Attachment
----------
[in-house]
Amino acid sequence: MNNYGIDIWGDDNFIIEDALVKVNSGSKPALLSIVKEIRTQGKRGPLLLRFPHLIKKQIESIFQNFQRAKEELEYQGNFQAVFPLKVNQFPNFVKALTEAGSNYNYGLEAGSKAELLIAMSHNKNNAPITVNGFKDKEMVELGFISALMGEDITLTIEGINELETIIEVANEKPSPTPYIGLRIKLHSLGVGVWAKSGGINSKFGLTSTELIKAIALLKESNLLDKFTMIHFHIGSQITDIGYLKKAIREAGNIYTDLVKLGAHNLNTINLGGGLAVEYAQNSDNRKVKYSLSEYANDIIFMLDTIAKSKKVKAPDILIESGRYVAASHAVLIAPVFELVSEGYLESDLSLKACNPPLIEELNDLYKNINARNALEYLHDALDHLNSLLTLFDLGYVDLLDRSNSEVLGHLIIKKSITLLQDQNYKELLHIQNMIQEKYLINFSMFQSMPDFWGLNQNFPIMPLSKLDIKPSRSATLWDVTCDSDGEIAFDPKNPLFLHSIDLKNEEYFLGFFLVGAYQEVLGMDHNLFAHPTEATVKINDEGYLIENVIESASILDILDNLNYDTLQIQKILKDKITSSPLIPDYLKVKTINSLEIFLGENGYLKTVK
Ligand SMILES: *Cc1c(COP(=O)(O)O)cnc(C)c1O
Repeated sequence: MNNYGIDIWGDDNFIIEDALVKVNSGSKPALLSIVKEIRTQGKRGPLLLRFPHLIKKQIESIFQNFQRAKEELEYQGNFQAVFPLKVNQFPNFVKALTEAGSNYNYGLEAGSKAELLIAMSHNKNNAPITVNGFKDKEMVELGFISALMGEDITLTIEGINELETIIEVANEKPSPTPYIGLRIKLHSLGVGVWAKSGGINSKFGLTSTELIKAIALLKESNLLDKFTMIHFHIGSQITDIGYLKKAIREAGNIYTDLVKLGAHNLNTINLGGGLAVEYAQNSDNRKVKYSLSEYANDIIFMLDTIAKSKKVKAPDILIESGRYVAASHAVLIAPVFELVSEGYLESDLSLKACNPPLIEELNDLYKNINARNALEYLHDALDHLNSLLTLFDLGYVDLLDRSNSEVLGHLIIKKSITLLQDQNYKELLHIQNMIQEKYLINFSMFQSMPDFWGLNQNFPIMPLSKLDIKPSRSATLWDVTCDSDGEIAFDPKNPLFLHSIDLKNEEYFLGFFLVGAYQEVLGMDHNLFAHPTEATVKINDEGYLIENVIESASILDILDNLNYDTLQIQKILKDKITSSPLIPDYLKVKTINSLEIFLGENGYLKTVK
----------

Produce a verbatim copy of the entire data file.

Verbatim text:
[in-house]
Amino acid sequence: MNNYGIDIWGDDNFIIEDALVKVNSGSKPALLSIVKEIRTQGKRGPLLLRFPHLIKKQIESIFQNFQRAKEELEYQGNFQAVFPLKVNQFPNFVKALTEAGSNYNYGLEAGSKAELLIAMSHNKNNAPITVNGFKDKEMVELGFISALMGEDITLTIEGINELETIIEVANEKPSPTPYIGLRIKLHSLGVGVWAKSGGINSKFGLTSTELIKAIALLKESNLLDKFTMIHFHIGSQITDIGYLKKAIREAGNIYTDLVKLGAHNLNTINLGGGLAVEYAQNSDNRKVKYSLSEYANDIIFMLDTIAKSKKVKAPDILIESGRYVAASHAVLIAPVFELVSEGYLESDLSLKACNPPLIEELNDLYKNINARNALEYLHDALDHLNSLLTLFDLGYVDLLDRSNSEVLGHLIIKKSITLLQDQNYKELLHIQNMIQEKYLINFSMFQSMPDFWGLNQNFPIMPLSKLDIKPSRSATLWDVTCDSDGEIAFDPKNPLFLHSIDLKNEEYFLGFFLVGAYQEVLGMDHNLFAHPTEATVKINDEGYLIENVIESASILDILDNLNYDTLQIQKILKDKITSSPLIPDYLKVKTINSLEIFLGENGYLKTVK
Ligand SMILES: *Cc1c(COP(=O)(O)O)cnc(C)c1O
Repeated sequence: MNNYGIDIWGDDNFIIEDALVKVNSGSKPALLSIVKEIRTQGKRGPLLLRFPHLIKKQIESIFQNFQRAKEELEYQGNFQAVFPLKVNQFPNFVKALTEAGSNYNYGLEAGSKAELLIAMSHNKNNAPITVNGFKDKEMVELGFISALMGEDITLTIEGINELETIIEVANEKPSPTPYIGLRIKLHSLGVGVWAKSGGINSKFGLTSTELIKAIALLKESNLLDKFTMIHFHIGSQITDIGYLKKAIREAGNIYTDLVKLGAHNLNTINLGGGLAVEYAQNSDNRKVKYSLSEYANDIIFMLDTIAKSKKVKAPDILIESGRYVAASHAVLIAPVFELVSEGYLESDLSLKACNPPLIEELNDLYKNINARNALEYLHDALDHLNSLLTLFDLGYVDLLDRSNSEVLGHLIIKKSITLLQDQNYKELLHIQNMIQEKYLINFSMFQSMPDFWGLNQNFPIMPLSKLDIKPSRSATLWDVTCDSDGEIAFDPKNPLFLHSIDLKNEEYFLGFFLVGAYQEVLGMDHNLFAHPTEATVKINDEGYLIENVIESASILDILDNLNYDTLQIQKILKDKITSSPLIPDYLKVKTINSLEIFLGENGYLKTVK